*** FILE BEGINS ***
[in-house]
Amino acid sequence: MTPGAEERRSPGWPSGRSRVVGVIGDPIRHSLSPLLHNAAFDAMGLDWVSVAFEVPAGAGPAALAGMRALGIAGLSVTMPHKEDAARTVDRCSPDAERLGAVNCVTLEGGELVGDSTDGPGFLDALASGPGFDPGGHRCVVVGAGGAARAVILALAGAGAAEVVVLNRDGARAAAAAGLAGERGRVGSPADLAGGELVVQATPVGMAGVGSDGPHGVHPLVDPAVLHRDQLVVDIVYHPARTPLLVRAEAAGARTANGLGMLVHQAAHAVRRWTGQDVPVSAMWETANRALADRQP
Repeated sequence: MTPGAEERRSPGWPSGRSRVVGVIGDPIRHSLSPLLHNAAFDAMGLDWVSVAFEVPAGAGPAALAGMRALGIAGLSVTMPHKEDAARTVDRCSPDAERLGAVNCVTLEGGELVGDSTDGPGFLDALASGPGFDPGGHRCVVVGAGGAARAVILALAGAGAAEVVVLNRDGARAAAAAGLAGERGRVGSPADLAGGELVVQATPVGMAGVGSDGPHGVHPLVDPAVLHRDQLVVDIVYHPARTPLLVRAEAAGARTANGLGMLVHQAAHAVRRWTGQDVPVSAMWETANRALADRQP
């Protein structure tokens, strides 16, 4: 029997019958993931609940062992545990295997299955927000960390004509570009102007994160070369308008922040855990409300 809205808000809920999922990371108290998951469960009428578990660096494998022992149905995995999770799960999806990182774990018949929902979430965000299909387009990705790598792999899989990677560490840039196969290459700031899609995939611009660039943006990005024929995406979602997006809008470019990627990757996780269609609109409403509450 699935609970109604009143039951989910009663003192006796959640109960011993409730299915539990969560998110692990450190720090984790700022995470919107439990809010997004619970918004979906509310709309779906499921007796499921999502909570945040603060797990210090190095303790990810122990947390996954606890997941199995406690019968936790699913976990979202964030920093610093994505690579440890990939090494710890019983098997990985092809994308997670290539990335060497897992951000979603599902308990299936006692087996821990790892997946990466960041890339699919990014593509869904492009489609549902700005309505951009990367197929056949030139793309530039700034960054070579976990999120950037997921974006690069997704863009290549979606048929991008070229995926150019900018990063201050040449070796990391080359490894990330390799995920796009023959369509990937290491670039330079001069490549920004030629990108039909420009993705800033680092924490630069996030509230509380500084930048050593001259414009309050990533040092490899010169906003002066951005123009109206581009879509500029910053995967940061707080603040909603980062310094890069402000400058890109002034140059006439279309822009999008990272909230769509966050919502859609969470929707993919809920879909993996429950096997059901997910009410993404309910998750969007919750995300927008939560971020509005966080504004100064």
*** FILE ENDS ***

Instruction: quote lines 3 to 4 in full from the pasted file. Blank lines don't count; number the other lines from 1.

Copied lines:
Repeated sequence: MTPGAEERRSPGWPSGRSRVVGVIGDPIRHSLSPLLHNAAFDAMGLDWVSVAFEVPAGAGPAALAGMRALGIAGLSVTMPHKEDAARTVDRCSPDAERLGAVNCVTLEGGELVGDSTDGPGFLDALASGPGFDPGGHRCVVVGAGGAARAVILALAGAGAAEVVVLNRDGARAAAAAGLAGERGRVGSPADLAGGELVVQATPVGMAGVGSDGPHGVHPLVDPAVLHRDQLVVDIVYHPARTPLLVRAEAAGARTANGLGMLVHQAAHAVRRWTGQDVPVSAMWETANRALADRQP
């Protein structure tokens, strides 16, 4: 029997019958993931609940062992545990295997299955927000960390004509570009102007994160070369308008922040855990409300 809205808000809920999922990371108290998951469960009428578990660096494998022992149905995995999770799960999806990182774990018949929902979430965000299909387009990705790598792999899989990677560490840039196969290459700031899609995939611009660039943006990005024929995406979602997006809008470019990627990757996780269609609109409403509450 699935609970109604009143039951989910009663003192006796959640109960011993409730299915539990969560998110692990450190720090984790700022995470919107439990809010997004619970918004979906509310709309779906499921007796499921999502909570945040603060797990210090190095303790990810122990947390996954606890997941199995406690019968936790699913976990979202964030920093610093994505690579440890990939090494710890019983098997990985092809994308997670290539990335060497897992951000979603599902308990299936006692087996821990790892997946990466960041890339699919990014593509869904492009489609549902700005309505951009990367197929056949030139793309530039700034960054070579976990999120950037997921974006690069997704863009290549979606048929991008070229995926150019900018990063201050040449070796990391080359490894990330390799995920796009023959369509990937290491670039330079001069490549920004030629990108039909420009993705800033680092924490630069996030509230509380500084930048050593001259414009309050990533040092490899010169906003002066951005123009109206581009879509500029910053995967940061707080603040909603980062310094890069402000400058890109002034140059006439279309822009999008990272909230769509966050919502859609969470929707993919809920879909993996429950096997059901997910009410993404309910998750969007919750995300927008939560971020509005966080504004100064």